Evaluating Highly Specialised Technologies -- An Economist's View

2,036 views

Published on

This presentation addressed core issues in the challenge of evaluating technologies that treat rare diseases. It draws together information about current economic thinking and practices that most affect decisions, offering suggestions as to where and how the patient's input might be most important and influential.

Published in: Health & Medicine
0 Comments
0 Likes
Statistics
Notes
  • Be the first to comment

  • Be the first to like this

No Downloads
Views
Total views
2,036
On SlideShare
0
From Embeds
0
Number of Embeds
71
Actions
Shares
0
Downloads
0
Comments
0
Likes
0
Embeds 0
No embeds

No notes for slide

Evaluating Highly Specialised Technologies -- An Economist's View

  1. 1. Evaluating Highly Specialised Technologies – An Economist’s View Jon Sussex Genetic Alliance Patient Group Workshop London • 28 November 2013
  2. 2. Agenda 1. Cost effectiveness and outcomes 2. Problems evaluating HSTs 3. Factors driving yes/no decisions 4. A value framework for rare disease treatments? 5. Maximising patient / carer impact HST Evaluation – An Economist’s View 28/11/2013 2
  3. 3. Cost Effectiveness + cost x x  - effect x  - cost + effect  HST Evaluation – An Economist’s View 28/11/2013 3
  4. 4. Patient-reported Outcome Measures • Patients’ own assessment of their health – purposefully subjective • Many well-validated instruments exist that are reliable, sensitive and widely used • Simple to complete; quick to analyse • Repeated “snap shots” of health (e.g. before and after treatment) can provide a clear picture of changes in health • Disease specific PROMs: more question items/response options; focussed on a specific aspect of health • Generic PROMs: measure health-related quality of life generally. Enable comparisons of health across conditions/health services, e.g. EQ-5D and SF-36 HST Evaluation – An Economist’s View 28/11/2013 4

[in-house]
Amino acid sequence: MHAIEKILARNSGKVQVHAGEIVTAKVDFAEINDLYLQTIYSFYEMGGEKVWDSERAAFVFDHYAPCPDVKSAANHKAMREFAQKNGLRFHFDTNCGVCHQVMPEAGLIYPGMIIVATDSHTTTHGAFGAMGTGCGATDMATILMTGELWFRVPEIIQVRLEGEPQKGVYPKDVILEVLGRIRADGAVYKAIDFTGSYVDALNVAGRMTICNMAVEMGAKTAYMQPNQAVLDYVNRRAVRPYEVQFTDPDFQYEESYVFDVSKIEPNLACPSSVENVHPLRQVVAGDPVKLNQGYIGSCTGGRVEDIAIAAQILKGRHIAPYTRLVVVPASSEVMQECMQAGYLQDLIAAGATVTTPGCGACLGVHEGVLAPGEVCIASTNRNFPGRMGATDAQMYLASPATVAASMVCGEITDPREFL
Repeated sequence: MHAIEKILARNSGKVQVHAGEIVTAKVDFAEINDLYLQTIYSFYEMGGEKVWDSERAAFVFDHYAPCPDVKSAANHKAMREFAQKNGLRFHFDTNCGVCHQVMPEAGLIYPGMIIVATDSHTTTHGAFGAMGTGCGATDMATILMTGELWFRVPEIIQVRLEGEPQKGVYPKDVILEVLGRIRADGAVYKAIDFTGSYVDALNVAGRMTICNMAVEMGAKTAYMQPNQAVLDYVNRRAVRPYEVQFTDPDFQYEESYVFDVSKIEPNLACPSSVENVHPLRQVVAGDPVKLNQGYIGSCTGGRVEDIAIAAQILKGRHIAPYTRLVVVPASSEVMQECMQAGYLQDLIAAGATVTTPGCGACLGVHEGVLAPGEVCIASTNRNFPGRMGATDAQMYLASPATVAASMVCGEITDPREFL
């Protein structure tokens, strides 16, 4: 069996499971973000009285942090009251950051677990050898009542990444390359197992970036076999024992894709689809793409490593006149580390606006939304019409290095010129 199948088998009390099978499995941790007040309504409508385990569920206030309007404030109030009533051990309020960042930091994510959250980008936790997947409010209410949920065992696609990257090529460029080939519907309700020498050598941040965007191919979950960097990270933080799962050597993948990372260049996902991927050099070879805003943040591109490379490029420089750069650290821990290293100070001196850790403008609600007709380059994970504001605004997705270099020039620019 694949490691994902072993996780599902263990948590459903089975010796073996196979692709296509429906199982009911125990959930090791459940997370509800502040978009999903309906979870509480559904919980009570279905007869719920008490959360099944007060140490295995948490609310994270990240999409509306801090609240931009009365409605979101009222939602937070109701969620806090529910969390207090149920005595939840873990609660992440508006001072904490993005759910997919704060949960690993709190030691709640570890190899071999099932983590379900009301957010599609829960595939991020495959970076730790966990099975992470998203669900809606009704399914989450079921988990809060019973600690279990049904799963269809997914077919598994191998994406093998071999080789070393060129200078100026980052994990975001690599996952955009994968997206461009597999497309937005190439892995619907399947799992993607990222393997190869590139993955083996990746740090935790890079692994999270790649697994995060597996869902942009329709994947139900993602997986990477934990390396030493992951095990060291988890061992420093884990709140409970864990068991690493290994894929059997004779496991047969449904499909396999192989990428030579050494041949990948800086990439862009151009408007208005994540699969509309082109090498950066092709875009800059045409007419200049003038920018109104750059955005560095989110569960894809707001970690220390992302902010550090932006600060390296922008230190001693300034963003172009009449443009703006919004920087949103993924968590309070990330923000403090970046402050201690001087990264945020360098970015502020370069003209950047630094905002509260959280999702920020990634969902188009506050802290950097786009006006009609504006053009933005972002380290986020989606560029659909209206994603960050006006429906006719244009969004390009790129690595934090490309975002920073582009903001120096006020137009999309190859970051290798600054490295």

5. 5. EQ-5D Please indicate which statements best describe your own health state today. Tick one box for each group of statements. Mobility I have no problems in walking about I have some problems in walking about I am confined to bed    Self-Care I have no problems with self-care I have some problems washing or dressing myself I am unable to wash or dress myself    Usual Activities I have no problems with performing my usual activities (e.g. work, study, housework, family or leisure activities) I have some problems with performing my usual activities I am unable to perform my usual activities    Pain/Discomfort I have no pain or discomfort I have moderate pain or discomfort I have extreme pain or discomfort    Anxiety/Depression I am not anxious or depressed I am moderately anxious or depressed I am extremely anxious or depressed © 2013 EuroQol Group   
  6. 6. Measuring quality of life using EQ-5D © 2013 EuroQol Group
  7. 7. Problems Evaluating Medicines for Rare Diseases • Costs not much lower than for other medicines • Patents last no longer than for other medicines – but OMP* legislation helps offset that • Small patient numbers mean low sales volumes and hence high prices • Small patient numbers mean longer and more complex trials yielding more uncertain evidence *orphan medicinal products HST Evaluation – An Economist’s View 28/11/2013 7